Maya del Mar's Daykeeper Journal: Astrology, Consciousness and Transformation
Andromeda Galaxy by Dave Rowe (
Photo by Dave Rowe

A U G U S T  2 0 0 2   S K Y W A T C H

Perseid Meteor Showers
by Maya del Mar

One of the major sky events of every August is the Perseid meteor shower, which peaks around August 12, this year at 6 p.m. EDT on August 12. This is perfect for the eastern hemisphere, but on the other hand the west gets two chances to see a pretty good shower, once before dawn on Monday morning, August 12, and again into late evening and overnight into Tuesday, August 13.

The Perseid meteor shower occurs as Earth moves through the debris of Comet Swift-Tuttle, which last visited the inner solar system in 1992.

The time to begin watching is after midnight, when Perseus begins to rise in the East. By sunrise Perseus is above us, and just before dawn we can see the meteors' radiant streaming towards us from on high. During these early morning hours we may see 10-50 streaks per hour crossing the sky. Viewing will be particularly good this year because there will be no moonlight brightening the sky.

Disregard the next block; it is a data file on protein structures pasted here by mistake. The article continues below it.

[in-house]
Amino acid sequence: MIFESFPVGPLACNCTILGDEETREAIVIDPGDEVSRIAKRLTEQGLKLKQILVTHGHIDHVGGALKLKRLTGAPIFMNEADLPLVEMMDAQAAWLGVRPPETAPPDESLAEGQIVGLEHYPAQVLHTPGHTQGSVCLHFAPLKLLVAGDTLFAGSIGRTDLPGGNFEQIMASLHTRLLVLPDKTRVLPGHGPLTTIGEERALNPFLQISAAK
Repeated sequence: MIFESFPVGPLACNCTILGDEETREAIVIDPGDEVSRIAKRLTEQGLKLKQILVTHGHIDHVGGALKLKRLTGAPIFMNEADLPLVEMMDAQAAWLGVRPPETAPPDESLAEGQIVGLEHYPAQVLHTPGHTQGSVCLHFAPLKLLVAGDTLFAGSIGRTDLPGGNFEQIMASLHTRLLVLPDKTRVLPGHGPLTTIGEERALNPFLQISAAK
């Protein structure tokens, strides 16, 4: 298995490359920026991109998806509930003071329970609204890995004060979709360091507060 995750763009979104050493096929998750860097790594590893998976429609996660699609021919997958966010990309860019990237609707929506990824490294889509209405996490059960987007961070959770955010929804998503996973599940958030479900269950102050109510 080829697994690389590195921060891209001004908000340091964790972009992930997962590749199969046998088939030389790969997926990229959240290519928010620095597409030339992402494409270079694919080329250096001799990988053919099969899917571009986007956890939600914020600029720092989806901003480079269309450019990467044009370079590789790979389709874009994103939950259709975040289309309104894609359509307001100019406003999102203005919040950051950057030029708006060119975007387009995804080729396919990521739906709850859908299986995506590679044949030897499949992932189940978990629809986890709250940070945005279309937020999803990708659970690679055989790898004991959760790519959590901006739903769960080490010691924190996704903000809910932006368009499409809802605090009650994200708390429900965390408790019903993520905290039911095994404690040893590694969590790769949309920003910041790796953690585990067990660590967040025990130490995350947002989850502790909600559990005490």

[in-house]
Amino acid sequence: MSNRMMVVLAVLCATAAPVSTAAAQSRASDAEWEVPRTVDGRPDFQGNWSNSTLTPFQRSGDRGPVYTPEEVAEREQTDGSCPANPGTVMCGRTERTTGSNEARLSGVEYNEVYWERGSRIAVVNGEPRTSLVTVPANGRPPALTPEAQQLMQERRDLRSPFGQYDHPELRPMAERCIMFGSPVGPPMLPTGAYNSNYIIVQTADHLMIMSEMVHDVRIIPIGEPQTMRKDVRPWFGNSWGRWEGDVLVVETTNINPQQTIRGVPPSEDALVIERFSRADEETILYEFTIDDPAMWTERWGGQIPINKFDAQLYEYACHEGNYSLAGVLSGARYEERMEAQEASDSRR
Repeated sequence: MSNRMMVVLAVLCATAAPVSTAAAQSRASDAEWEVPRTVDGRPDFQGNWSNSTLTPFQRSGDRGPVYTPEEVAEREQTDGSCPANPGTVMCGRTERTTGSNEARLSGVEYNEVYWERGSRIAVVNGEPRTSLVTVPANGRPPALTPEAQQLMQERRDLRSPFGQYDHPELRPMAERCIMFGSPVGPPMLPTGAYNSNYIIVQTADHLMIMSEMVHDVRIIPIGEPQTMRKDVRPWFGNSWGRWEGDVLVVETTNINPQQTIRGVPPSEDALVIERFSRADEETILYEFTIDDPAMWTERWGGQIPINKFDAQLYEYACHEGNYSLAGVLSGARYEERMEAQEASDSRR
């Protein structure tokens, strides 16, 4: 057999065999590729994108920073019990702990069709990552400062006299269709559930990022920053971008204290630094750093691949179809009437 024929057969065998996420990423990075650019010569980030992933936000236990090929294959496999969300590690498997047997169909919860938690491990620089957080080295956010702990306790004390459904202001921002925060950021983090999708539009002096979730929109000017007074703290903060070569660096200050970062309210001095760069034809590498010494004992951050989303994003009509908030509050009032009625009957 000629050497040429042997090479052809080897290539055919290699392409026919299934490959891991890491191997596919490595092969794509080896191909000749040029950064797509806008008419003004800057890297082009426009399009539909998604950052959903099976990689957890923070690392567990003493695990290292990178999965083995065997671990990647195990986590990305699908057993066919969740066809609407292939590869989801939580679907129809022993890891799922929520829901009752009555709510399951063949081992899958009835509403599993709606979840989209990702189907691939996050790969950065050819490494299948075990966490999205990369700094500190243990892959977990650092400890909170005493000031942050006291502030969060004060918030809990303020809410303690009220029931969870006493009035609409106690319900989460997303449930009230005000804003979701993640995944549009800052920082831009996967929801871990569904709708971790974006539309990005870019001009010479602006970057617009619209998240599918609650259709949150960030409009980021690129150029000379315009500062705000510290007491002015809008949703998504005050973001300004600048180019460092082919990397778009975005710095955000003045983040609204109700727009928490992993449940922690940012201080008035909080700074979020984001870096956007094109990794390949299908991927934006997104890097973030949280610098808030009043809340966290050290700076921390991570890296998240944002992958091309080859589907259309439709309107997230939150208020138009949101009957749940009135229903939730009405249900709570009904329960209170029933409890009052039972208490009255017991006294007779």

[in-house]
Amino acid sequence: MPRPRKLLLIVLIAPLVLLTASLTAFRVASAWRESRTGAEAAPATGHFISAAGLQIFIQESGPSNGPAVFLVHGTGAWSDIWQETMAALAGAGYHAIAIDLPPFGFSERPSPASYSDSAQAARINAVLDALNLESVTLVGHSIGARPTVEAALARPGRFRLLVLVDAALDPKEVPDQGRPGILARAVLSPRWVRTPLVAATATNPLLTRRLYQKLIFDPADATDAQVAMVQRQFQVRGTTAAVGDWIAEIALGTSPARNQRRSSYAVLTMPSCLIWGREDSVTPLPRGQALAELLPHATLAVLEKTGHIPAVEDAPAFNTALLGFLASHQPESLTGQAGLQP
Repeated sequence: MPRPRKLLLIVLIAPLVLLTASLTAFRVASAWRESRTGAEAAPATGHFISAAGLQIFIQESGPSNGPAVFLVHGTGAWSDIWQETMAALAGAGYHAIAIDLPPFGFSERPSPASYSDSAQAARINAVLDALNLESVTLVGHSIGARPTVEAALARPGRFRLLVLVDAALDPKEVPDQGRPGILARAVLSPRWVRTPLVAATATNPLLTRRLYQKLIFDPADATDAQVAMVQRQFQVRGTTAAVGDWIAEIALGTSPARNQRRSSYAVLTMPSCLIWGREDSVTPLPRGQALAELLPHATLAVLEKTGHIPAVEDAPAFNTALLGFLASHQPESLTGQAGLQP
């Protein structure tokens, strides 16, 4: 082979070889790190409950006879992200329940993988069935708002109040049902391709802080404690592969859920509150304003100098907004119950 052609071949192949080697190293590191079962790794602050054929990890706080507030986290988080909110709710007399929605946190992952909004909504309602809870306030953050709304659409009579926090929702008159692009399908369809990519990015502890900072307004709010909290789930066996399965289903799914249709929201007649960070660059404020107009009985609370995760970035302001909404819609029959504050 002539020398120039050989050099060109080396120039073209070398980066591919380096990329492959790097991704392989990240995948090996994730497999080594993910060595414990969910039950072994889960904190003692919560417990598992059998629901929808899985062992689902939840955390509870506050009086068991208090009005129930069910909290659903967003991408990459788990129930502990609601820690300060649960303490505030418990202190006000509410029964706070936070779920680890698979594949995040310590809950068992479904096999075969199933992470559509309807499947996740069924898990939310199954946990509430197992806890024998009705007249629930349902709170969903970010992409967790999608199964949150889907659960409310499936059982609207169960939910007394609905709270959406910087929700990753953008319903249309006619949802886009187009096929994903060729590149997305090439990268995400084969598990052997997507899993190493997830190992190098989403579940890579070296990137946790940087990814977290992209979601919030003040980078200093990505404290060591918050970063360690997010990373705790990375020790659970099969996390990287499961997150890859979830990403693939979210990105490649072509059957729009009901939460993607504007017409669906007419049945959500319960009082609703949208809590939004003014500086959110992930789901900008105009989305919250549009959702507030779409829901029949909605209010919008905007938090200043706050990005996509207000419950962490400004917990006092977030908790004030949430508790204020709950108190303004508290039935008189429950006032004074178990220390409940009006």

While we’re out meteor-watching, we may also see Saturn rise in the early morning hours. By month’s end, it rises within an hour of midnight. Jupiter rises three hours after Saturn, and by late August we can see it in the dark morning skies.

Brilliant Venus is still the jewel of the evening sky. Shortly after sunset on August 11, catch the lovely sight of the delicate new crescent moon near Venus. Venus is approaching the bright bluish star, Spica, in Virgo, and by month’s end they lie very close together.

If you think the moon appears smaller at some times than others, you’re right. The moon’s distance from earth varies. Apogee (farthest from earth) and perigee (closest to earth) are most noticeable when they occur with the full moon. This year apogee coincides with the full moons of August and September. See if you can notice a smaller full moon this month.